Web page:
Gingerbread has been around for a looong time. We’re talking way, way back to the days of the ancient Greeks and Egyptians, where it took on a different form and meaning than it has today. Back then it was used for religious practices, baking the tough bread into various shapes and symbols of their culture’s religion. Later in 992, when an Armenian monk brought the idea over to Europe, people began baking gingerbread there in the shapes of saints and other Christian symbols. But it wasn’t until the 17th Century that gingerbread became related to the Christmas season.
There was a gingerbread guild (yes, there was, isn’t that fun?) who would bake this desert into special designs like works of art for the royalty. Gingerbread was considered sacred and something not fit for common folk during the year, but around Christmas and Easter time (Christian holidays) commoners were then allowed to eat the delicious desert as part of the religious feasts. In other words, the majority of people in Europe didn’t get to eat gingerbread except during these two holidays.
The idea of gingerbread “houses” came along hundreds of years later. And can you guess how? It was all because of the Brothers’ Grimm fairytale Hansel and Gretel! People loved the idea of an edible house like the witch in the story had, and gingerbread was the perfect food for building. This tradition began in Germany, hence why gingerbread houses remind you of a quaint German town.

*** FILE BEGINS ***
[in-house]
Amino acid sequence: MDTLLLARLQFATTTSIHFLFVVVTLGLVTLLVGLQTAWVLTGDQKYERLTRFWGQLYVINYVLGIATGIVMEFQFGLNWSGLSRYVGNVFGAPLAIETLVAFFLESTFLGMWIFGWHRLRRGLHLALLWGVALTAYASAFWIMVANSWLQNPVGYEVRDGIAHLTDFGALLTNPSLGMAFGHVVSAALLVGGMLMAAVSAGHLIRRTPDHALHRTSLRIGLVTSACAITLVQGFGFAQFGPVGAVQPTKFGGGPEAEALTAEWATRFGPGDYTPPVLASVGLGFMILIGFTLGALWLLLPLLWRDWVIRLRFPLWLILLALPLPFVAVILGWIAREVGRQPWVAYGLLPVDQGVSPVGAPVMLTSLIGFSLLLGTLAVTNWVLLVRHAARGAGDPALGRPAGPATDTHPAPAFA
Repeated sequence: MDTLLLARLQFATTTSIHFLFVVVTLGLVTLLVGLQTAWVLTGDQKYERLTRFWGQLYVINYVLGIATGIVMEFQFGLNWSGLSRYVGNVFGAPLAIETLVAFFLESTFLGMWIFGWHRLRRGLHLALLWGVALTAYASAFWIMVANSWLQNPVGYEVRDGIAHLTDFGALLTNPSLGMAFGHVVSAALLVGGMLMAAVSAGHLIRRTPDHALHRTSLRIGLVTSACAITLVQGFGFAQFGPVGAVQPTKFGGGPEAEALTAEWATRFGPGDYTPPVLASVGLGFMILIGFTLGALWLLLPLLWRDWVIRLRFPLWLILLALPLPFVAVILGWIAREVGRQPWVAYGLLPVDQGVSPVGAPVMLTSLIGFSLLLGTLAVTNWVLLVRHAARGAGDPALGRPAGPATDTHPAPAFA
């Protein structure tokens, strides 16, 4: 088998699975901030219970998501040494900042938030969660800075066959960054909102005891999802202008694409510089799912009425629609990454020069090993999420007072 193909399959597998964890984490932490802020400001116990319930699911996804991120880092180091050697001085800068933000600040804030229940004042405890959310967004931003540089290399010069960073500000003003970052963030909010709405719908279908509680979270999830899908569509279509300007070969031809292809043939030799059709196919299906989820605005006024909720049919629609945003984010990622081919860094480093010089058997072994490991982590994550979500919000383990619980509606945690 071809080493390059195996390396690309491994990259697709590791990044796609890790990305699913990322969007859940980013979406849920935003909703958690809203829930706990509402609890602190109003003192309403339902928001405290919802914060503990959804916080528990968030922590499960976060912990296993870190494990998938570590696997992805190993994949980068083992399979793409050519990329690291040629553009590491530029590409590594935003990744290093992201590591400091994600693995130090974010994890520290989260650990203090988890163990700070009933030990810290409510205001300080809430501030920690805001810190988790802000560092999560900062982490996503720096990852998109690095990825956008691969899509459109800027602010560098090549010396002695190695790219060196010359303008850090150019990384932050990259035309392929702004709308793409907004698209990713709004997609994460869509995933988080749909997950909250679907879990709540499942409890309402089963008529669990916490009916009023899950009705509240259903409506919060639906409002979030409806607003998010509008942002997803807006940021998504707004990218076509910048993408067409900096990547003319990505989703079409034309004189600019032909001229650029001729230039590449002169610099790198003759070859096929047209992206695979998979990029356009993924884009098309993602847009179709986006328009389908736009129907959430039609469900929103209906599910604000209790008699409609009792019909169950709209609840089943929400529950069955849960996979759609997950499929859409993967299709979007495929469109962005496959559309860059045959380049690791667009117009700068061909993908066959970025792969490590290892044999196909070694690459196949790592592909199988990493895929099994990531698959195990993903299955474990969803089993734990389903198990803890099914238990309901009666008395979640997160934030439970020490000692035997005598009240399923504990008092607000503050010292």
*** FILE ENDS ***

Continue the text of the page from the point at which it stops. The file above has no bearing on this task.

Variations of “The Gingerbread Man” Tale
This is an old favorite American tale about a gingerbread man who suddenly comes alive and runs away from the old woman who’d baked him. He laughs and taunts that no one can catch him, and he grows very proud of his ability to escape the various people and animals who try to catch him throughout the tale. But in the end, he gets tricked by a sly fox and eaten.
It turns out that there are many different versions of this tale from other countries, such as Kolobok from Russia: a ball of bread dough who avoids being eaten by various animals, cunningly escaping and singing a song as he does: “I got away from Grandmother, I got away from Grandfather, and I will certainly get away from you!” However, the lady fox distracts him by praising his singing and eats Kolobok. You can watch the story in animation form below:
The Hungarian tale “The Little Dumpling” takes a different twist: the main character is a blob of Hungarian head cheese, and in the tale it seeks to eat everyone it comes across! First the family who “made” it, and then every person it meets as it rolls along down the street, including a whole army. The last to be consumed by the evil dumpling is a man who herds pigs. His knife opens the dumpling from the inside, and everybody gets out—no doubt smelling like very bad cheese.
“The Thick Fat Pancake” is another version from Germany. The pancake has little feet that it uses to run away from people, but at the story’s end, instead of being eaten by one of the animals, the pancake gives himself to two poor children who have nothing else to eat. Awww…
I hope you enjoyed this quick Monday Topic post, and that your appetite for gingerbread has grown 😉 . Next week is Christmas, so I’ll be on hiatus for that week. I wish each and every one of you a Merry Christmas! Here is a big Christmas *HUG* ❤
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